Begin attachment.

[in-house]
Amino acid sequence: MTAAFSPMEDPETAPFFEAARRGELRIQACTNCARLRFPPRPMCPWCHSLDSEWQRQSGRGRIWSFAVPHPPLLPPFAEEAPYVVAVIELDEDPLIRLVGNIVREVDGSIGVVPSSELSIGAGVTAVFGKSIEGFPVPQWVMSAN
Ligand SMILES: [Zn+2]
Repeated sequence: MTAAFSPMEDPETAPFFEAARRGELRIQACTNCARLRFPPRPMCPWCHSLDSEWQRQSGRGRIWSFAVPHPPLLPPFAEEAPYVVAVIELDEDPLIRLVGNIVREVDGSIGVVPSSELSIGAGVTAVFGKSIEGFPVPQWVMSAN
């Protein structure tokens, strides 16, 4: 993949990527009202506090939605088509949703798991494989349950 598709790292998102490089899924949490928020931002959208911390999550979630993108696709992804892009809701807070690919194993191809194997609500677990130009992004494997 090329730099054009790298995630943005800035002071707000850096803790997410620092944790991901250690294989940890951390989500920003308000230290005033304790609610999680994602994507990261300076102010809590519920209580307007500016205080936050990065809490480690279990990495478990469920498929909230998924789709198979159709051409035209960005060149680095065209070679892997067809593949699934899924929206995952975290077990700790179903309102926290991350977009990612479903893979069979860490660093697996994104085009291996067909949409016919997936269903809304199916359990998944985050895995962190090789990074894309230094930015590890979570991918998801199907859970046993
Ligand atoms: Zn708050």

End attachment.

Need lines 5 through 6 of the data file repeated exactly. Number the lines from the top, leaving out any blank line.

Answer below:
């Protein structure tokens, strides 16, 4: 993949990527009202506090939605088509949703798991494989349950 598709790292998102490089899924949490928020931002959208911390999550979630993108696709992804892009809701807070690919194993191809194997609500677990130009992004494997 090329730099054009790298995630943005800035002071707000850096803790997410620092944790991901250690294989940890951390989500920003308000230290005033304790609610999680994602994507990261300076102010809590519920209580307007500016205080936050990065809490480690279990990495478990469920498929909230998924789709198979159709051409035209960005060149680095065209070679892997067809593949699934899924929206995952975290077990700790179903309102926290991350977009990612479903893979069979860490660093697996994104085009291996067909949409016919997936269903809304199916359990998944985050895995962190090789990074894309230094930015590890979570991918998801199907859970046993
Ligand atoms: Zn708050």